“The rich get richer and the poor get poorer.” A glib trope a liberal-statist law school classmate used as an obvious and key claim in advanced constitutional law in 1995. My oral response objection was so loud and immediate the professor admonished me.
But official numbers at that time supported my objection. And sound theory shows that, in a true market economy, it’s the right result when it happens.
We’ve all heard numerous similar tropes from Democrats, liberals, progressives, the politically correct and populists nearly every day. These claims are so glib, well known and often generally accepted that the Dems, et al. usually don’t bother to back them with research, data and analysis. And Republicans, conservatives and even many limited-government empiricists often don’t even bother to contest them.
More: The rich are paying lower taxes than they used to, especially since the Trump tax cuts.
And: The rich aren’t paying their fair share, so we need to increase their taxes so they do.
Fortunately, the Internal Revenue Service publishes the actual numbers and facts with which we can determine the validity of these claims each year. So, let’s explore the latest annual report, released last month and covering tax year 2018.
The poor get poorer? The Tax Foundation’s (TF) digest of the IRS’s data states: “Tax year 2018 was the first under the Tax Cuts and Jobs Act (TCJA). The number of returns filed and the amount of income reported grew in 2018 yet average tax rates fell across every income group and total income taxes paid decreased $65 billion.”
So, a tax cut preceded not just increased incomes for the poor and all income classes, but also income for all taxpayers as a group. Score one for the key supply-side claim our tax rates are so high they damage the overall economy.
What about the really rich? Per TF: “The share of reported income earned by the top 1 percent of taxpayers fell slightly, to 20.9 percent in 2018 from 21 percent in 2017.” But remarkably, “Their share of federal income taxes rose by 1.6 percentage points to 40.1 percent.”
Moreover, “Since 2001, the share of federal income taxes paid by the top 1 percent increased from 33.2 percent to a new high of 40.1 percent in 2018.” … In 2001, the top 50 percent of all taxpayers paid 97.1 percent of all individual income taxes, while the bottom 50 percent paid the remaining 2.9 percent.”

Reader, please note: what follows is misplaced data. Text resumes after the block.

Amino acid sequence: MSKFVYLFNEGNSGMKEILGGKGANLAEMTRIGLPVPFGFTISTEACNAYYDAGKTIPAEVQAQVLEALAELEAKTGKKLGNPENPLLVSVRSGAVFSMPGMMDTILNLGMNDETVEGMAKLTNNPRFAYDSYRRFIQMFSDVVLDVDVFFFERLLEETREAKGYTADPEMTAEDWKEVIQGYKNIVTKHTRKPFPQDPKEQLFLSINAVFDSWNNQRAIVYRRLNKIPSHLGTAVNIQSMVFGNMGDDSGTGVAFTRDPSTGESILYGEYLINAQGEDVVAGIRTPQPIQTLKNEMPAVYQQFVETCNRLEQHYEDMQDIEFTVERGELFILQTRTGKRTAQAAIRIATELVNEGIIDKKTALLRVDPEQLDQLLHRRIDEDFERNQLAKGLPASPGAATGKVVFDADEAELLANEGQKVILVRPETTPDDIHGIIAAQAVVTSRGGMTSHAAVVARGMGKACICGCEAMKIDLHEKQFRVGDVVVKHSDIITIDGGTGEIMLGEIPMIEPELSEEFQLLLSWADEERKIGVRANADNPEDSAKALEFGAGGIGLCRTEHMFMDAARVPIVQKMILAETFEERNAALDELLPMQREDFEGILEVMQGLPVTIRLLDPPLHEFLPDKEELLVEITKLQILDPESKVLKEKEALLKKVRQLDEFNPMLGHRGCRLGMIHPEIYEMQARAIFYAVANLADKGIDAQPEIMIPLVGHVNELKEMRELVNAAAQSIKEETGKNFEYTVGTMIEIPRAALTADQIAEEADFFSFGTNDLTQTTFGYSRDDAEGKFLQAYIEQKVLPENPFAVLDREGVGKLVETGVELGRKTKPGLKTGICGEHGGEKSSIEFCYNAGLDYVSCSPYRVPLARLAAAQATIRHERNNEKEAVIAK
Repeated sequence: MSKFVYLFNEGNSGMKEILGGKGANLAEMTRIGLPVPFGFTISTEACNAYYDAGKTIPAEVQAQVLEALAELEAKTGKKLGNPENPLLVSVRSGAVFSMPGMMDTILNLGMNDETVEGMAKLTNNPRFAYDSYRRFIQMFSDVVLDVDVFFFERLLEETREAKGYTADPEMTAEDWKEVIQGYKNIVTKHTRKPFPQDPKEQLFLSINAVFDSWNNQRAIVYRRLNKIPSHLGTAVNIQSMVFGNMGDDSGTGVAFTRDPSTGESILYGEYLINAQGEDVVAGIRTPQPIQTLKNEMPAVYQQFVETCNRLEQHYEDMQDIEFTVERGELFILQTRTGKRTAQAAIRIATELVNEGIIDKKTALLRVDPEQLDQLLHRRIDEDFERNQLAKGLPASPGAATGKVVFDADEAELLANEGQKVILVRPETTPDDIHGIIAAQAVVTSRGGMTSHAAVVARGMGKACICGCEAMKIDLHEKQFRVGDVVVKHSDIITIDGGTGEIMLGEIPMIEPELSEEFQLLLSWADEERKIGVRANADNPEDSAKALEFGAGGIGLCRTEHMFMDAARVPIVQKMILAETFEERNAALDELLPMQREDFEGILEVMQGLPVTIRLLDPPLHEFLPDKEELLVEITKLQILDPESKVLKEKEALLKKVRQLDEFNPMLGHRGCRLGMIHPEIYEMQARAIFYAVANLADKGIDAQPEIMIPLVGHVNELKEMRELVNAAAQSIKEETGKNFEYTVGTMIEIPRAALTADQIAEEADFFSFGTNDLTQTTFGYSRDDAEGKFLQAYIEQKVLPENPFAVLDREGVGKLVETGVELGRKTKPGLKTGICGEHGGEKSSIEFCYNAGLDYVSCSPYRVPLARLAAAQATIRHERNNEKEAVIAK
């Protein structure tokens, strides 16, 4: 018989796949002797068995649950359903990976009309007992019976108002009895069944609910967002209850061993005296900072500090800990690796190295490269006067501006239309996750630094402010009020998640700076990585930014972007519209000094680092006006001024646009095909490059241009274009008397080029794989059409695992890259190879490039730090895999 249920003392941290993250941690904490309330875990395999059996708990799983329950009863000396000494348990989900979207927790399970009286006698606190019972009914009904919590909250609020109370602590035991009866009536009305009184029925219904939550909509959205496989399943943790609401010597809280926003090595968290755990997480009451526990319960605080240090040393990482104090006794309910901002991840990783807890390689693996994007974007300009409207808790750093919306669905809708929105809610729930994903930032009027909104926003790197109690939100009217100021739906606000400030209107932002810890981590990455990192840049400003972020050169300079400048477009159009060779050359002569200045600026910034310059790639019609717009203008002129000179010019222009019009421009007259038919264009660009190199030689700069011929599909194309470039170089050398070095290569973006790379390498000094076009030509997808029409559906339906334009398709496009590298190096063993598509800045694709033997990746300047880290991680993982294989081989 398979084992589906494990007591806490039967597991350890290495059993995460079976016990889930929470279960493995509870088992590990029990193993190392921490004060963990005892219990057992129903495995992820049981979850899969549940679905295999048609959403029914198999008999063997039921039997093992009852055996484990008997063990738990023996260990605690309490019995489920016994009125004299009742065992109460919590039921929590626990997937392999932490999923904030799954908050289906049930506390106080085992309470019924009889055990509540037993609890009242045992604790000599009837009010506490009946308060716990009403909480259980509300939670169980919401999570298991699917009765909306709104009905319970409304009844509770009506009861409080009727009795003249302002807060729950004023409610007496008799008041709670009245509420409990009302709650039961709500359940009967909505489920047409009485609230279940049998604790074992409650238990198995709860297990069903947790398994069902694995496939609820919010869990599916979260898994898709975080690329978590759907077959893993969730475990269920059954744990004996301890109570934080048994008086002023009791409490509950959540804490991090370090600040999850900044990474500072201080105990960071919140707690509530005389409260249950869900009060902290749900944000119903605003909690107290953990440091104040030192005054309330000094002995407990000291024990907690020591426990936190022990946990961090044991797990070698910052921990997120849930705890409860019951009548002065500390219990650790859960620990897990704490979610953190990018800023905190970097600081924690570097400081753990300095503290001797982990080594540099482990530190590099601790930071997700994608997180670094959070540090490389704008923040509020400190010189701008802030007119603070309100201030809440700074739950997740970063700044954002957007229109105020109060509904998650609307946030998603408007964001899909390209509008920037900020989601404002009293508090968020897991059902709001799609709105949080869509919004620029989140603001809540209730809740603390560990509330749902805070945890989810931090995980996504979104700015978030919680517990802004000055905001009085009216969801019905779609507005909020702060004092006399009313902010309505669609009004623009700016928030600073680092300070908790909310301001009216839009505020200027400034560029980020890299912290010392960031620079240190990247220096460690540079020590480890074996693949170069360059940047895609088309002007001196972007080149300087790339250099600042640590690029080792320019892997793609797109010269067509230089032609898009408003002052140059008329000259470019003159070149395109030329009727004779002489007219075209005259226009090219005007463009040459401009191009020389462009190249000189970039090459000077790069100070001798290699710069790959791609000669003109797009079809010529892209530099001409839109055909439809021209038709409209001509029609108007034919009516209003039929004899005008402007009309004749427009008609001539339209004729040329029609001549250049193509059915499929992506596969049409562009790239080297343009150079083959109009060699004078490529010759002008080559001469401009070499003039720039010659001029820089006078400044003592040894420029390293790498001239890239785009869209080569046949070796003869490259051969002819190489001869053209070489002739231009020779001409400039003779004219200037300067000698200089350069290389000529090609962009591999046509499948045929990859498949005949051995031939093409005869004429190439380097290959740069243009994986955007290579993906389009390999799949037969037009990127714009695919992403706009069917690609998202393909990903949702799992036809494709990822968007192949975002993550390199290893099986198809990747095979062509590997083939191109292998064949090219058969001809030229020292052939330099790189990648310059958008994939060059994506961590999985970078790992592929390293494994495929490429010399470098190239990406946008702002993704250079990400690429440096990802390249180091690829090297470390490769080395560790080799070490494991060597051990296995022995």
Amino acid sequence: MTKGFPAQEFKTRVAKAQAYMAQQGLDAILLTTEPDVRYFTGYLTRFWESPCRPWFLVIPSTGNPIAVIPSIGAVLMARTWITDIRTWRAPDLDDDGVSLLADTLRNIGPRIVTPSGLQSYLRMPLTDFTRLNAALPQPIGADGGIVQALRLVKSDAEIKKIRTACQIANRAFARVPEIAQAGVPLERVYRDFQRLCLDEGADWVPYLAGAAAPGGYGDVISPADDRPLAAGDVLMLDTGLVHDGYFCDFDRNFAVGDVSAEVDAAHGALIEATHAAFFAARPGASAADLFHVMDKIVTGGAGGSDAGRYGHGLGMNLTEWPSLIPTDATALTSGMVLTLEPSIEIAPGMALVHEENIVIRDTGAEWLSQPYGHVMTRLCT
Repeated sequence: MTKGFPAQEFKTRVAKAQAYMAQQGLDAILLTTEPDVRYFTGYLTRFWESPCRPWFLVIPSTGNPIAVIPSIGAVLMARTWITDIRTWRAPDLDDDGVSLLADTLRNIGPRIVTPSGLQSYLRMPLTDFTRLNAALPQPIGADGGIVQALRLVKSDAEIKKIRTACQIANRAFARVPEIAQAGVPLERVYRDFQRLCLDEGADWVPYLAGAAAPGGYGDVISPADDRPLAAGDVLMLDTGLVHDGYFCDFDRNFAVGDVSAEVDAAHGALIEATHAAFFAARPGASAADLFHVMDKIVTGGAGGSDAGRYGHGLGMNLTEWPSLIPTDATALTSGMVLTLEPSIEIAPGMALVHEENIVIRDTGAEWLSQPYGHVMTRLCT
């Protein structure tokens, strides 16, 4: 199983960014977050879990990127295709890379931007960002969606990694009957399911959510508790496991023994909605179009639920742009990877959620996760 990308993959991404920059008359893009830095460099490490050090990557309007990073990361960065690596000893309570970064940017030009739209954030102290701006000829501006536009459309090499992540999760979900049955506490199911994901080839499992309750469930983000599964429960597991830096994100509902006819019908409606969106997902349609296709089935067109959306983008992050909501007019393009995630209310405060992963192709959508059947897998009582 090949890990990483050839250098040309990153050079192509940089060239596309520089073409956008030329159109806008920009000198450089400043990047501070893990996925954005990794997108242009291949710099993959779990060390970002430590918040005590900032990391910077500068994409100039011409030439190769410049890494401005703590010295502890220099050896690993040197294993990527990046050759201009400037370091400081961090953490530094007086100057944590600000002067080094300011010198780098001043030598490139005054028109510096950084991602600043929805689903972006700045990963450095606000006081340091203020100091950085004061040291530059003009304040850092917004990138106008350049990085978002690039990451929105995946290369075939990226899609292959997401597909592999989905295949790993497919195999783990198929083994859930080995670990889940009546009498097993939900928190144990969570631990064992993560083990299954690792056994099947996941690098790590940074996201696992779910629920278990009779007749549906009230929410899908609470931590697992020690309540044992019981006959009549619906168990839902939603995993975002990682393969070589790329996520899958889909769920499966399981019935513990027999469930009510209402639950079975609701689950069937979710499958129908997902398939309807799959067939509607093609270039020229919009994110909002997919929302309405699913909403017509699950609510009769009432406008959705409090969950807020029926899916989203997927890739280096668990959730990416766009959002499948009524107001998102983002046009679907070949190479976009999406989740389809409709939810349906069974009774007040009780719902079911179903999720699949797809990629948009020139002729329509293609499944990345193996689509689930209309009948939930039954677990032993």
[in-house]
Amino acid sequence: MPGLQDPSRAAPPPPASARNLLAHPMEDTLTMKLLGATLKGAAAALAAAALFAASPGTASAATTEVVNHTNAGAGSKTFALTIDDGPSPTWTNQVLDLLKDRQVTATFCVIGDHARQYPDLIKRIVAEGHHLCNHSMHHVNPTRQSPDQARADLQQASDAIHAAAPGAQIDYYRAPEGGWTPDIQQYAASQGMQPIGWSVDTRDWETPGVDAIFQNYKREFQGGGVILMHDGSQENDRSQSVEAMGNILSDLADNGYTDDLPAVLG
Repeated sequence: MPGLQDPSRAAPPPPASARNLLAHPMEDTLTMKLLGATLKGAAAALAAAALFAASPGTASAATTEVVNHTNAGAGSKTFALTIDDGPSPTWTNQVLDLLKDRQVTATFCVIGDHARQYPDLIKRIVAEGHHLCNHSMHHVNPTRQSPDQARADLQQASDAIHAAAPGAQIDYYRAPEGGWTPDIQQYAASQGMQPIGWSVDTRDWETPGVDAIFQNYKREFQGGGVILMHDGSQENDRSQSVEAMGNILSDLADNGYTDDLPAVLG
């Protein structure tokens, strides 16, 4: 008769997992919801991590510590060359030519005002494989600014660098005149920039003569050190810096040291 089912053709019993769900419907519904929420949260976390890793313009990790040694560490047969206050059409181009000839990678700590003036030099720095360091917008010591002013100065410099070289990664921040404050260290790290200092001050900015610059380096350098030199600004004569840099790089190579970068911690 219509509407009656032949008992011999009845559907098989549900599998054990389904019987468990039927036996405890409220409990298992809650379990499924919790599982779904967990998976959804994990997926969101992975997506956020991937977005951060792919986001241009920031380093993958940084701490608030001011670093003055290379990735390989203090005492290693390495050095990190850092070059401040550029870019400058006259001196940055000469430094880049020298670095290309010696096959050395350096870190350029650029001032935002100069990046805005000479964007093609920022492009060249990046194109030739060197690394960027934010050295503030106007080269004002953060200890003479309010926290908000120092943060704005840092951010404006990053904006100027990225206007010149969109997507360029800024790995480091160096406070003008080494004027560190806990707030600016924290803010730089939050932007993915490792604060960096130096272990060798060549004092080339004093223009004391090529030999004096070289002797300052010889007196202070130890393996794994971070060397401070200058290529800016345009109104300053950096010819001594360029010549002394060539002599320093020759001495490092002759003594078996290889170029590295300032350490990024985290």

That is, the long-term trend shows the income tax has become greatly more progressive. And that trend continued with the Trump tax cuts.
But wait, there’s more! “The top 1 percent paid a greater share of the individual income taxes (40.1 percent) than the bottom 90 percent combined (28.6 percent).” And, “The top 1 percent of taxpayers paid a 25.4 percent average individual income tax rate, which is more than seven times higher than the taxpayers in the bottom 50 percent (3.4 percent).”
So much for the claim the super-rich don’t pay their share.
Moreover, high-income taxpayers paid the majority of federal income taxes, “In 2018, the bottom 50 percent of taxpayers (those with [Adjusted Gross Income] below $43,614) earned 11.6 percent of total AGI. This group of taxpayers paid $45.1 billion in taxes, or roughly 3 percent of all federal individual income taxes in 2018.”
“In contrast, the top 1 percent of all taxpayers (taxpayers with AGI of $540,009 and above) … earned 20.9 percent of all AGI and paid 40.1 percent of all federal income taxes.”
No one knows the exact ratios that are distributionally fair, but the trends and current rates support the following:
1) high overall tax rates and public spending are greatly responsible for our slow economic growth in the 21st century (as discussed at length in my previous columns and my Controller’s Annual Reports);
2) the poor as a group are getting richer, not poorer;
3) the share of income taxes paid by the rich has increased greatly in the 21st century and continues to do so; and
4) the ratio of the rich incomes taken by federal income taxes is much higher than the puny fraction taken from the poor and middle-income folks.